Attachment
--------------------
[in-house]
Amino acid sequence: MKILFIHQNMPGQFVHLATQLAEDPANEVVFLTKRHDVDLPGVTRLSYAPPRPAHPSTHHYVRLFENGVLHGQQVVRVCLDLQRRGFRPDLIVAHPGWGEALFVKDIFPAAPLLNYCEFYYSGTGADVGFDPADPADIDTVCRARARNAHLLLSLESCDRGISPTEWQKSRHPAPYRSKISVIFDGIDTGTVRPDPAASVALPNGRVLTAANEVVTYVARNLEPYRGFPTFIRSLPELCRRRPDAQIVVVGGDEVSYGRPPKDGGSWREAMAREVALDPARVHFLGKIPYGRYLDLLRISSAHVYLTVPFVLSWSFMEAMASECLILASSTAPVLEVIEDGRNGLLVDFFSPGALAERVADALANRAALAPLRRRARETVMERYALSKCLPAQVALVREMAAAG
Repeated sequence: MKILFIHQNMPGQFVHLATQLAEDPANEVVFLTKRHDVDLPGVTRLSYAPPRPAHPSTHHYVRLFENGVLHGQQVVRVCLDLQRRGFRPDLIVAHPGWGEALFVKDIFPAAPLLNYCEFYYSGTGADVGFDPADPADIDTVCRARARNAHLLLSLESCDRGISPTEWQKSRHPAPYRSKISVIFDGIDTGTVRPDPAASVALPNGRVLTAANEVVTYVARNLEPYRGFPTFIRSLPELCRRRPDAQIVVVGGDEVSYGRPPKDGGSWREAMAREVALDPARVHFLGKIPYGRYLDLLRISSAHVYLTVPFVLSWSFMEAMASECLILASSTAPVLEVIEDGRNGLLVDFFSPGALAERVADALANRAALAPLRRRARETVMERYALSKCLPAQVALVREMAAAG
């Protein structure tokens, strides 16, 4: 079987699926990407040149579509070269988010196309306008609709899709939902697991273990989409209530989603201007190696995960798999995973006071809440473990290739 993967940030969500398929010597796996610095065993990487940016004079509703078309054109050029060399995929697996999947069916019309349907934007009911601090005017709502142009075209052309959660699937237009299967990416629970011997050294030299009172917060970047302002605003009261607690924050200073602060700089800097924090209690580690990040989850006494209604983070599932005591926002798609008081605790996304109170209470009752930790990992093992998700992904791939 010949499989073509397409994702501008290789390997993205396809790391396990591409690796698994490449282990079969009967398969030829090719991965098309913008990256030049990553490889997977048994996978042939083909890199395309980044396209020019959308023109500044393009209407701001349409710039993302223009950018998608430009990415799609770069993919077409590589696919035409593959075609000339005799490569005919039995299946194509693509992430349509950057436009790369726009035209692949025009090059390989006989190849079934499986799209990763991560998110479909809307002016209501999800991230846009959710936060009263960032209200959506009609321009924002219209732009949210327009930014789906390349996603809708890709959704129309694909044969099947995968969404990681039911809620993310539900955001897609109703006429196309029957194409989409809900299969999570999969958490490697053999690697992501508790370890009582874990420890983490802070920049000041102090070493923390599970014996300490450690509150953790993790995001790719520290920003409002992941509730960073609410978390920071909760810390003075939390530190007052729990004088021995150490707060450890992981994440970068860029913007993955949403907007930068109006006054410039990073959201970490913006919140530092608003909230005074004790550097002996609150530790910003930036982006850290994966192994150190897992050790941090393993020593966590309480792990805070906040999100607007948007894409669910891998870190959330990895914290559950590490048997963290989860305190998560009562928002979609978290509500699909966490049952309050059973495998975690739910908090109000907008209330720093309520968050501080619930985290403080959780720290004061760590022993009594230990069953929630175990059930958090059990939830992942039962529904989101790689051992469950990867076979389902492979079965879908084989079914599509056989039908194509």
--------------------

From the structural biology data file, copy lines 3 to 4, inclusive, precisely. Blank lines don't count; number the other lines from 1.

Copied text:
Repeated sequence: MKILFIHQNMPGQFVHLATQLAEDPANEVVFLTKRHDVDLPGVTRLSYAPPRPAHPSTHHYVRLFENGVLHGQQVVRVCLDLQRRGFRPDLIVAHPGWGEALFVKDIFPAAPLLNYCEFYYSGTGADVGFDPADPADIDTVCRARARNAHLLLSLESCDRGISPTEWQKSRHPAPYRSKISVIFDGIDTGTVRPDPAASVALPNGRVLTAANEVVTYVARNLEPYRGFPTFIRSLPELCRRRPDAQIVVVGGDEVSYGRPPKDGGSWREAMAREVALDPARVHFLGKIPYGRYLDLLRISSAHVYLTVPFVLSWSFMEAMASECLILASSTAPVLEVIEDGRNGLLVDFFSPGALAERVADALANRAALAPLRRRARETVMERYALSKCLPAQVALVREMAAAG
């Protein structure tokens, strides 16, 4: 079987699926990407040149579509070269988010196309306008609709899709939902697991273990989409209530989603201007190696995960798999995973006071809440473990290739 993967940030969500398929010597796996610095065993990487940016004079509703078309054109050029060399995929697996999947069916019309349907934007009911601090005017709502142009075209052309959660699937237009299967990416629970011997050294030299009172917060970047302002605003009261607690924050200073602060700089800097924090209690580690990040989850006494209604983070599932005591926002798609008081605790996304109170209470009752930790990992093992998700992904791939 010949499989073509397409994702501008290789390997993205396809790391396990591409690796698994490449282990079969009967398969030829090719991965098309913008990256030049990553490889997977048994996978042939083909890199395309980044396209020019959308023109500044393009209407701001349409710039993302223009950018998608430009990415799609770069993919077409590589696919035409593959075609000339005799490569005919039995299946194509693509992430349509950057436009790369726009035209692949025009090059390989006989190849079934499986799209990763991560998110479909809307002016209501999800991230846009959710936060009263960032209200959506009609321009924002219209732009949210327009930014789906390349996603809708890709959704129309694909044969099947995968969404990681039911809620993310539900955001897609109703006429196309029957194409989409809900299969999570999969958490490697053999690697992501508790370890009582874990420890983490802070920049000041102090070493923390599970014996300490450690509150953790993790995001790719520290920003409002992941509730960073609410978390920071909760810390003075939390530190007052729990004088021995150490707060450890992981994440970068860029913007993955949403907007930068109006006054410039990073959201970490913006919140530092608003909230005074004790550097002996609150530790910003930036982006850290994966192994150190897992050790941090393993020593966590309480792990805070906040999100607007948007894409669910891998870190959330990895914290559950590490048997963290989860305190998560009562928002979609978290509500699909966490049952309050059973495998975690739910908090109000907008209330720093309520968050501080619930985290403080959780720290004061760590022993009594230990069953929630175990059930958090059990939830992942039962529904989101790689051992469950990867076979389902492979079965879908084989079914599509056989039908194509």